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From this we get the conclusive relationship between the spectrum of a ring and the spectrum of its localization at a unital multiplicative subset:

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Theorem: The map \left\{\mathfrak{p}\in\text{Spec}(R):\mathfrak{p}\cap D=\varnothing\right\}\to\text{Spec}(D^{-1}R) given by \mathfrak{p}\mapsto \langle \ell_D(\mathfrak{p})\rangle is a bijection.

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Localizing at a Prime Ideal

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We now discuss what is perhaps one of the most important cases of localizations, localization of a ring at a prime ideal, usually denoted R_\mathfrak{p}. This terminology is slightly confusing since it would seem to imply the multiplicative subset we are localizing at is the prime ideal itself. But, this is impossible since no prime ideal contains 1. In fact, we define for a commutative unital ring R and a prime ideal \mathfrak{p}\in\text{Spec}(R)  the localization at the prime ideal \mathfrak{p} denoted R_\mathfrak{p} to be equal to D^{-1}R where D=R-\mathfrak{p}. Perhaps one of the most instructive examples comes from taking R=\mathbb{Z} and \mathfrak{p}=(p) for some prime p. We see then by inspection that \mathbb{Z}_{(p)} is precisely the reduced elements of \mathbb{Q} which have denominators coprime to p.

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For now all I want to say about localization at a prime ideal, is that they create what are called (unsurprisingly) local rings. Local rings are those with a unique maximal ideal. We know stupid examples, like simple rings such as fields or matrices over fields, but we have never seen an example of a local ring which has a non-trivial ideal theory. Well, the localization of a ring at a prime ideal provides such examples. Indeed:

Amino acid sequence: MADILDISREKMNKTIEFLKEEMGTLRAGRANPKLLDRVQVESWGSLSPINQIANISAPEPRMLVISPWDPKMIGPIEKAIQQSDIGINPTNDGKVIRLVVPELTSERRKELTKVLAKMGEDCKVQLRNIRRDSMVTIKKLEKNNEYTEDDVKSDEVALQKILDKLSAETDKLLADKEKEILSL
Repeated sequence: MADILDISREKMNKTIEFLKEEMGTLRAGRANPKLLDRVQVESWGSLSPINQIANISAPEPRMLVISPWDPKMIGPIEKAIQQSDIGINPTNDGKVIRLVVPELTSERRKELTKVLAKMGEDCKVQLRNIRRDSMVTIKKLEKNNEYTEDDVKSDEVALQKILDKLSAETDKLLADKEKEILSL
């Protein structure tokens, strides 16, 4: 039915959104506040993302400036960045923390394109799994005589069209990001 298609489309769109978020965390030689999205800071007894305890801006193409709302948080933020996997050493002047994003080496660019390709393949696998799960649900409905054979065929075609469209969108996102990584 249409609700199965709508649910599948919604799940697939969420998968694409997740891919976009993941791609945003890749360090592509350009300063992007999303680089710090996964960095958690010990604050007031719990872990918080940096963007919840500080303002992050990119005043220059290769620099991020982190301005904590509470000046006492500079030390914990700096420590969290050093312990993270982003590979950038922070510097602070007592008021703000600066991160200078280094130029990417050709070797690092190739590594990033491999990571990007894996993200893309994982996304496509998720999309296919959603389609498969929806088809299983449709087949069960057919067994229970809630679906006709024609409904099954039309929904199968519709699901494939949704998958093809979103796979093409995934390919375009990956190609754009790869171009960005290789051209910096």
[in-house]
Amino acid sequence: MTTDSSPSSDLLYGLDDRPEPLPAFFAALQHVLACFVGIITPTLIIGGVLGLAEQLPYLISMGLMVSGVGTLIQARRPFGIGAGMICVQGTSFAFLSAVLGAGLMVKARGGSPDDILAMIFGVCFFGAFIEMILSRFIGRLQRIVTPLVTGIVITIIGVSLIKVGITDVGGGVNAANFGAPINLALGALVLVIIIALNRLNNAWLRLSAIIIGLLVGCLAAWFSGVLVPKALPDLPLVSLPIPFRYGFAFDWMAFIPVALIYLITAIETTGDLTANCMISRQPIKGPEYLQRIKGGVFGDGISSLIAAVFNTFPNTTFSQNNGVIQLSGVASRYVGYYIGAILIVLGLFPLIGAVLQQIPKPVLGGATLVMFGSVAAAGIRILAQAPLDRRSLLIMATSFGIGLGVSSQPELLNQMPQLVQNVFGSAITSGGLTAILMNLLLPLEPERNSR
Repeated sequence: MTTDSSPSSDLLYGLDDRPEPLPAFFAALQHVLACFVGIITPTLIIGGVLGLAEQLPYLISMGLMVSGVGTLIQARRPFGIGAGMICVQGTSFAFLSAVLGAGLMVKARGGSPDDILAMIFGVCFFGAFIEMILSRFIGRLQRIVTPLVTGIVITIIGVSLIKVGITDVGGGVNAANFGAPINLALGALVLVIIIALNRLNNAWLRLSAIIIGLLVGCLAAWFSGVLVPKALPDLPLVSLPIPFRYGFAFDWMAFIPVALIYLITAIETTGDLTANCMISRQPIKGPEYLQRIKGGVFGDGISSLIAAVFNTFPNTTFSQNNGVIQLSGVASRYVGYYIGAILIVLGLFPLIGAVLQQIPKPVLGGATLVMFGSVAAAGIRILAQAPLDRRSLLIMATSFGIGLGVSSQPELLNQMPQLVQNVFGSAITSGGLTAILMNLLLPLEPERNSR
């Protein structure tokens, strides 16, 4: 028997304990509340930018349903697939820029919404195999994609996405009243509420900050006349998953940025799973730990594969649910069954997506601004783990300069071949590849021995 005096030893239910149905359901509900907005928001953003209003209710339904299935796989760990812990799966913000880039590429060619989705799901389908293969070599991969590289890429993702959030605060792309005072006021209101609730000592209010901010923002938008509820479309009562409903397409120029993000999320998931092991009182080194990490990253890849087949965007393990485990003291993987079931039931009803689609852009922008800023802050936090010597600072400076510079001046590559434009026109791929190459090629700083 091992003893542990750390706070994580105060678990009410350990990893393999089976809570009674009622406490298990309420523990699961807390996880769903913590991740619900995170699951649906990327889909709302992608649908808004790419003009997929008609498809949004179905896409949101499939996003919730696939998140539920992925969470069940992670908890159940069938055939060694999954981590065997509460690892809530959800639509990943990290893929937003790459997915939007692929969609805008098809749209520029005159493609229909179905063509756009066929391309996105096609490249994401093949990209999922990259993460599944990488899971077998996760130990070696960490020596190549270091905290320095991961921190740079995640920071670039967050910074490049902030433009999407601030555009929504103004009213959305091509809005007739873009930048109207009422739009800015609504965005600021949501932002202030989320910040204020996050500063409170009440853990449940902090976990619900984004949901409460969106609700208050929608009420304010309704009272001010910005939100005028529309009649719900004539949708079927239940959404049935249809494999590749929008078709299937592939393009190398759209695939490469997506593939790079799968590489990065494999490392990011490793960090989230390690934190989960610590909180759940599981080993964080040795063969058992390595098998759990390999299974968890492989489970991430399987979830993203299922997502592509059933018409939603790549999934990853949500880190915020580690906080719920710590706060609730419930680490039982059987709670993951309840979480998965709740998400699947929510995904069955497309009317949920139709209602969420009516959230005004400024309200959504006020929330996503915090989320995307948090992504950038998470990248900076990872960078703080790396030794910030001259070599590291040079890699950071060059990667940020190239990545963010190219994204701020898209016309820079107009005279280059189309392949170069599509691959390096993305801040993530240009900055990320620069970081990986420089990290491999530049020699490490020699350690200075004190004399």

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Theorem: Let R be a commutative unital ring and D a unital multiplicative subset. Then, if \mathfrak{p} is a prime ideal of R the ring R_\mathfrak{p} has the unique maximal ideal \mathfrak{p}R_\mathfrak{p}.

Proof: We know from the above analysis of \text{Spec}\left(R_\mathfrak{p}\right) that any maximal ideal of R_\mathfrak{p} will be the image of a maximal-by-containment ideal in R disjoint from R-\mathfrak{p}, and so a maximal-by-containment ideal contained in \mathfrak{p}. Since clearly the only such maximal-by-containment ideal in the ideal sitting inside \mathfrak{p} itself, we may conclude that the only element of \text{MaxSpec}(R_\mathfrak{p}) is \langle \ell_D(\mathfrak{p})\rangle=\mathfrak{p}R_\mathfrak{p}. \blacksquare

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[1] Dummit, David Steven., and Richard M. Foote. Abstract Algebra. Hoboken, NJ: Wiley, 2004. Print.

[2] Bhattacharya, P. B., S. K. Jain, and S. R. Nagpaul. Basic Abstract Algebra. Cambridge [Cambridgeshire: Cambridge UP, 1986. Print.


October 7, 2011 - Posted by | Algebra, Ring Theory | , , , , , , , , ,

1 Comment »

  1. […] By the previous problem it suffices to prove that every prime ideal of is principal. That said, we know that every prime ideal of is of the form for some prime ideal . But, since is a PID we know […]

    Pingback by PIDs (Pt. I) « Abstract Nonsense | October 21, 2011 | Reply